Drokpa

Himalayan Amchi Association

Amchi Gyatso Bista

Mission Statement

The Himalayan Amchi Association (HAA) is dedicated to the preservation and development of traditional amchi medicine, or Sowa Rigpa, in Nepal, and to networking with and mutually supporting amchi throughout the greater Himalayan and Central Asian region. Amchis' mission as medical practitioners is to serve people altruistically and help promote health through the balance of humanity and nature, as well as mind, body, and spirit. As such, the HAA aims to provide local communities in Nepal with reliable health care, safeguard amchi knowledge, improve educational opportunities for amchi, and contribute to the conservation of medicinal plants and the fragile Himalayan ecosystems on which amchi medicine depends.

Amchi Medicine: Past, Present and Future

In general, amchi medical practice is also identified by the name sowa rigpa, which means "science of healing" in classical Tibetan as well as in regional Himalayan and Central Asian languages and dialects. The word amchi means "doctor". This system of medicine is a spiritual practice, a science, and an art that dates back thousands of years. Aspects of our medicine system were transmitted from India to Tibet between the 7th and 12th centuries, during the first and second dissemination of Buddhism. This system, combines the profound work of Sangye Menla, the Medicine Buddha, with indigenous Tibetan traditions such as Bön, and was shaped into sowa rigpa as it is known today.

Historically, amchi would begin their medical training at an early age. Their knowledge and skills have been transferred from teacher to student, often from father to son. Thus, lineages of amchi families exist throughout the Tibetan cultural world. After learning how to read and write classical Tibetan and studying relevant religious texts, students would learn their vocation by apprenticing elder amchi and studying the Gyud Shi, or the Four Root Tantra texts of Tibetan medicine. Young amchi would also learn how to identify and collect medicinal plants, make medicine, remove poisonous qualities of certain ingredients, diagnose disease using pulse and urine analysis, and provide prescriptions for patients. They would also be trained in moxibustion, cauterization, and other healing techniques. Likewise, amchi would receive training in astrology, as it is an essential component of diagnosis and treatment within Tibetan medical tradition.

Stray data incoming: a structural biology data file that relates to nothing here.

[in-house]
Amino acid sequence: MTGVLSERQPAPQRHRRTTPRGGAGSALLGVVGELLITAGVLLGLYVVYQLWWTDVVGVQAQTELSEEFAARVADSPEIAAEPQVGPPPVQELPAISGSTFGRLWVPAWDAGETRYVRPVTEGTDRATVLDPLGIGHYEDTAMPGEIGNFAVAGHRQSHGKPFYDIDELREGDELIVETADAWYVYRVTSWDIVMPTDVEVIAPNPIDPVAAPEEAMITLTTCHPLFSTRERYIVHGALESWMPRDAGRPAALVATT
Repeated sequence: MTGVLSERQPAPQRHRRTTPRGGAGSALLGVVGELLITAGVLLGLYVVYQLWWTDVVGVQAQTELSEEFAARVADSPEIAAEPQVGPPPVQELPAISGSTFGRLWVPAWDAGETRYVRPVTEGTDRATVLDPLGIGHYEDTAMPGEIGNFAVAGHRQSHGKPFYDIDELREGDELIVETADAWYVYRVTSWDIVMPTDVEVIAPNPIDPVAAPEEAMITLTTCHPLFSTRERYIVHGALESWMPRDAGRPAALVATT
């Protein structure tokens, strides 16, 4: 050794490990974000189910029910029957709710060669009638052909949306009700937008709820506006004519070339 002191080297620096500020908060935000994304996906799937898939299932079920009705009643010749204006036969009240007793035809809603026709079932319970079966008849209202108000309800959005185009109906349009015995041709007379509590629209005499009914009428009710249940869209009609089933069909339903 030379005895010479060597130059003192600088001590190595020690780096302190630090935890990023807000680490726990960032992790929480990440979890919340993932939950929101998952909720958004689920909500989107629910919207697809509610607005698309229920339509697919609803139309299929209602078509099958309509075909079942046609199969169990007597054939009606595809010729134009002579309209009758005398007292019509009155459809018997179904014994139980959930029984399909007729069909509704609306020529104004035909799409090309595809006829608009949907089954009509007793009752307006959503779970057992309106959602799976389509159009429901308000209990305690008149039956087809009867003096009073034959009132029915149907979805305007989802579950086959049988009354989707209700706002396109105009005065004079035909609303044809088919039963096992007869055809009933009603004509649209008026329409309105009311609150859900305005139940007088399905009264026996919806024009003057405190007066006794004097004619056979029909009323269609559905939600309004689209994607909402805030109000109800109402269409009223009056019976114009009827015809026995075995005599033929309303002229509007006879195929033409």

Challenges and Statement of Need

Amchi have been contributing significantly to the health care systems of remote mountain communities in the Himalaya and Tibetan Plateau for centuries. In many parts of Nepal, amchi are the sole providers of health care. However, despite the great benefit that comes from amchi medicine, this system is under threat in Nepal and other parts of the Himalaya and Tibetan Plateau. The younger generation is having a difficult time sustaining this practice amidst changing social, economic, and cultural circumstances. The dearth of traditional institutes of learning for Tibetan medicine has contributed to this decline. Likewise, the lack of government recognition for amchi practice by the government of Nepal has further hindered the amchis' abilities to pass on knowledge, serve communities, and protect the environments on which this medicine depends.

It has become clear that amchi living and practicing in the greater Himalayan region, including Nepal, must take effective and timely steps to revitalize this unique traditional medical system. By doing this, we will also help safeguard the health, well being, and cultural traditions of our remote mountain communities. If we do not protect and support our own knowledge and practice, it will soon be rendered obsolete.

Organizational History, Activities and Goals

Given these circumstances, amchi practicing in Nepal agreed to establish the Himalayan Amchi Association (HAA) with the objective of restoring the practice of amchi medicine and encouraging the restoration and support of this vital traditional knowledge within areas where amchi are still living and practicing medicine. The HAA has been registered with His Majesty's Government of Nepal as a non-profit organization since 1998. The organization represents a large number of traditional doctors from remote areas of Nepal, including those from the districts of Dolpa, Mustang, Gorkha, Sinduwapalchowk, Mugu, Humla.

Since its founding in 1998, the HAA has organized four national conferences of amchi in Nepal and three refresher training courses for novice amchi in the fundamentals of sowa rigpa, according to the Gyu Shi. These events have brought together more than 100 senior and novice amchi from Nepal, as well as guests from India and the Tibetan Autonomous Region of China. The HAA has also published and distributed four booklets based on the national conferences.

In 2003, the HAA opened its own clinic in Kathmandu. This clinic, staffed by member amchi on a rotational basis, not only provides medical care to people from remote mountain communities when they come to Kathmandu, but also provides the HAA with a source of income and a view towards organizational sustainability. It also serves as a site for clinical training and apprenticeship for novice amchi.

In 2004, the HAA held its first International Conference of Amchi, with delegates from Mongolia, Tibet Autonomous Region (PRC), Bhutan, Ladakh (India), and throughout Nepal. During this historic conference, delegates have discussed both constraints and potentials of our medical traditions and made several unanimous resolutions, in order to safeguard and develop amchi medical systems in the contemporary global context. Amchis from each country agreed to establish a coalition in order to realize the five-point action plan and resolutions listed below, in both national and international contexts.